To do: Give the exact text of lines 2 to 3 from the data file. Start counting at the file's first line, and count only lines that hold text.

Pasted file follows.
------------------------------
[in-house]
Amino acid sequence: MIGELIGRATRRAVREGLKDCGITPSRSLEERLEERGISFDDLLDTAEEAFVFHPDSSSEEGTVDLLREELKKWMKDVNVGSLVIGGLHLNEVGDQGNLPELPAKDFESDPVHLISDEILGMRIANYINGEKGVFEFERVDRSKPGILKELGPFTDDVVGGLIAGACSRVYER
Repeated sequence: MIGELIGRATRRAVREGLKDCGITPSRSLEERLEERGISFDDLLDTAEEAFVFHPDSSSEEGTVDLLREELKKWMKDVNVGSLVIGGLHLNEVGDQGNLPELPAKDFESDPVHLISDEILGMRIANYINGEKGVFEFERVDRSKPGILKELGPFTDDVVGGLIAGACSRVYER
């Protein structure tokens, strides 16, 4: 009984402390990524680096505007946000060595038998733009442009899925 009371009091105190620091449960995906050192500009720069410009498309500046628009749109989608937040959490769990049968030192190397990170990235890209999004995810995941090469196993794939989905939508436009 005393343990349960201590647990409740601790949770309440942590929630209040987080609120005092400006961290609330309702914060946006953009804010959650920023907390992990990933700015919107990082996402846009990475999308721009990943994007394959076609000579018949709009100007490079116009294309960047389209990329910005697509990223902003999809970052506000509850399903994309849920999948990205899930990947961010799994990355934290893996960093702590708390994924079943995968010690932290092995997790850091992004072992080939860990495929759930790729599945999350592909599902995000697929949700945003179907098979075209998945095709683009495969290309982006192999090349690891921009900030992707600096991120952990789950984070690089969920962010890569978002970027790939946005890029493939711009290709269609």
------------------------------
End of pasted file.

Amino acid sequence: MIGELIGRATRRAVREGLKDCGITPSRSLEERLEERGISFDDLLDTAEEAFVFHPDSSSEEGTVDLLREELKKWMKDVNVGSLVIGGLHLNEVGDQGNLPELPAKDFESDPVHLISDEILGMRIANYINGEKGVFEFERVDRSKPGILKELGPFTDDVVGGLIAGACSRVYER
Repeated sequence: MIGELIGRATRRAVREGLKDCGITPSRSLEERLEERGISFDDLLDTAEEAFVFHPDSSSEEGTVDLLREELKKWMKDVNVGSLVIGGLHLNEVGDQGNLPELPAKDFESDPVHLISDEILGMRIANYINGEKGVFEFERVDRSKPGILKELGPFTDDVVGGLIAGACSRVYER